This article describes how to build an inexpensive, simple, easy to use pump that can pump water out of a residential water well from about 100 feet down. It’s called the “Simple Siphon” pump because its key component is a cleverly designed valve by that same name. (See below). Under ideal conditions it can bring up between 1/2 and 1 gallon per minute. I know this works, because I built and tested one on my own home well. If the power goes out, this pump can get you lifesaving water! Building the Simple Siphon™ Well Pump (SSWP) will require the following:
1. One Simple Siphon™ valve, $12 for a three-pack (not including shipping), available from http://www.siphonsonline.com or write to Simple Siphon Plus, 684 South Drive, Divide Colorado 80814, firstname.lastname@example.org (Congratulations guys for making a simple, durable, affordable valve that can be used for a wide range of fluid-handling projects!)
2. Amazing Goop® Plumbing adhesive and sealant by Eclectic Products, Inc.
3. One 200 foot roll of 1/2” black thin-wall drip hose (drive around with your valve to different hardware stores until you find one that carries hose small enough to form a tight fit with your valve). The brand I found was RainDrip, 1/2” (.620) Poly Hose, 200 foot coil, part #052020, from Lowe’s Hardware. (You probably won’t be able to get the SSWP to work much deeper than 100 feet, but the extra hose could come in handy for other things, and it certainly is cheap.)
4. One section of 1/2” rigid white PVC pipe, (make sure it will fit over your thin-wall drip hose) and cut off a 2 foot section. (OPTIONAL)
5. One pop riveter (I used one made by United Shoe Machinery Corp, but any manufacturer will do.) Compact, lightweight, simple to use. Read the directions.
6. One box of pop rivets (you only need 4 for this project, but you might wish you had more), 1/8” diameter pop rivets for 1/8” “work thickness”, United Shoe Machinery Corp, stock # S-42-100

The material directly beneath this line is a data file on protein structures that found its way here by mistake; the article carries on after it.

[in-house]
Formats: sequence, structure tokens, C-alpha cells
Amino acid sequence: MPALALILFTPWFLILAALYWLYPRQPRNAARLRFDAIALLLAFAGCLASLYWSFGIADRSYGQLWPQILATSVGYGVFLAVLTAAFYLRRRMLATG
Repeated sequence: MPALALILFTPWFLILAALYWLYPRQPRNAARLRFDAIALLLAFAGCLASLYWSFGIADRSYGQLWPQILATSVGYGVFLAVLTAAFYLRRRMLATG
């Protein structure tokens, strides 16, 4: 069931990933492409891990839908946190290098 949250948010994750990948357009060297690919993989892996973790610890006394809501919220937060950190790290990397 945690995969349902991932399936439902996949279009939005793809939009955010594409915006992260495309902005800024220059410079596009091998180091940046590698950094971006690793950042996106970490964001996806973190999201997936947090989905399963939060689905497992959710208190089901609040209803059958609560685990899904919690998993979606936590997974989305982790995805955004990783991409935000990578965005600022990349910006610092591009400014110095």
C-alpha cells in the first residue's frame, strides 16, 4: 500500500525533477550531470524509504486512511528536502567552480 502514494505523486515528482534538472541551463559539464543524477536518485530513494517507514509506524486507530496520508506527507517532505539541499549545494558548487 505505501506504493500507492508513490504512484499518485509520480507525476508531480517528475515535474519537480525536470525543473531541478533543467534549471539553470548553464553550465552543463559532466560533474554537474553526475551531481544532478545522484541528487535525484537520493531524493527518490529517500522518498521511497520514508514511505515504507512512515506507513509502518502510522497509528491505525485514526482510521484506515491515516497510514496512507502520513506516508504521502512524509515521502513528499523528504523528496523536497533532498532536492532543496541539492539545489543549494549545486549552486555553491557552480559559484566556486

7. One small triangular file (a little wooden handle for the file is nice, but not necessary)
8. One electric drill and 1/8” drill bit (some of you will be prepared enough to have an old hand-held crank or push drill, in case the power is already off).
9. One roll of commercial-grade, outdoor-rated duct tape. (You really don’t need it to be that high quality, but you’re only going to use a little of it with this project and if you’re in some kind of survival or emergency situation you won’t want to have cheap duct tape…)
Note: Read through all the instructions below before beginning this project!
Using a small triangular file, file the grooves on the Simple Siphon™ valve a little deeper. Angle the file so that it cuts a more barbed shape into the valve stem. Go easy on the filing – you want an edge, but don’t want to cut too deeply into the copper.
It will keep the hose easier to handle if you leave it coiled in its original size coil, but work loose the end you will be attaching the valve to about 2 feet. Do your best to not kink the hose at any time, if possible.
Before mounting the valve, you’ll want to slide your 2 foot section of PVC over the end of the thin-wall tubing. This will keep the working end of the SSWP straight, so it can’t curve and get caught on the gaps between well pipe sections.
First, bevel both ends of the rigid pipe section so there is no edge to catch on any mineral accretions or pipe gaps. This is especially important for the top edge of the pipe! Getting your SSWP caught going down into the well isn’t such a problem, but getting it caught or snagged coming back up could be a real problem!